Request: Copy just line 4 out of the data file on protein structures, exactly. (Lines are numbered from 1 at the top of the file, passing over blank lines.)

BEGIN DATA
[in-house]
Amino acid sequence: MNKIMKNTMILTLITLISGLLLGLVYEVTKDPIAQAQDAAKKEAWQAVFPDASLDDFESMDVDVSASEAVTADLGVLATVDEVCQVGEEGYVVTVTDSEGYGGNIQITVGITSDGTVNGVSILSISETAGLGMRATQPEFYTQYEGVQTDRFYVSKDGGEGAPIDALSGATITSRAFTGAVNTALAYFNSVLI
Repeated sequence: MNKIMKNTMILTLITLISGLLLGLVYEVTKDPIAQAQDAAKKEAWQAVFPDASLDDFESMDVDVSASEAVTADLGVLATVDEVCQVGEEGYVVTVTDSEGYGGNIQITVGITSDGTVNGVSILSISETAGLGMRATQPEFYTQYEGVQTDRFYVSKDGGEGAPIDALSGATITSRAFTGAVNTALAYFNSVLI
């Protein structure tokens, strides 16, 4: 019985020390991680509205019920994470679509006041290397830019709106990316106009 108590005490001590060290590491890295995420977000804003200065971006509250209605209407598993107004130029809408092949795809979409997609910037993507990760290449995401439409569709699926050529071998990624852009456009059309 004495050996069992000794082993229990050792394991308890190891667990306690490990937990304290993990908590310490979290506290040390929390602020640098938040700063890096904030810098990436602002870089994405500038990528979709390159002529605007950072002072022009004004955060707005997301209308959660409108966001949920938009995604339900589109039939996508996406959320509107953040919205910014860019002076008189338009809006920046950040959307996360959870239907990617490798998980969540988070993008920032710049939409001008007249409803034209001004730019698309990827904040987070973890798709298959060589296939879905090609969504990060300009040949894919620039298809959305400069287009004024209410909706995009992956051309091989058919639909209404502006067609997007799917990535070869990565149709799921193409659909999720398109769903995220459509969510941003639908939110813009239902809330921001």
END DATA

């Protein structure tokens, strides 16, 4: 019985020390991680509205019920994470679509006041290397830019709106990316106009 108590005490001590060290590491890295995420977000804003200065971006509250209605209407598993107004130029809408092949795809979409997609910037993507990760290449995401439409569709699926050529071998990624852009456009059309 004495050996069992000794082993229990050792394991308890190891667990306690490990937990304290993990908590310490979290506290040390929390602020640098938040700063890096904030810098990436602002870089994405500038990528979709390159002529605007950072002072022009004004955060707005997301209308959660409108966001949920938009995604339900589109039939996508996406959320509107953040919205910014860019002076008189338009809006920046950040959307996360959870239907990617490798998980969540988070993008920032710049939409001008007249409803034209001004730019698309990827904040987070973890798709298959060589296939879905090609969504990060300009040949894919620039298809959305400069287009004024209410909706995009992956051309091989058919639909209404502006067609997007799917990535070869990565149709799921193409659909999720398109769903995220459509969510941003639908939110813009239902809330921001």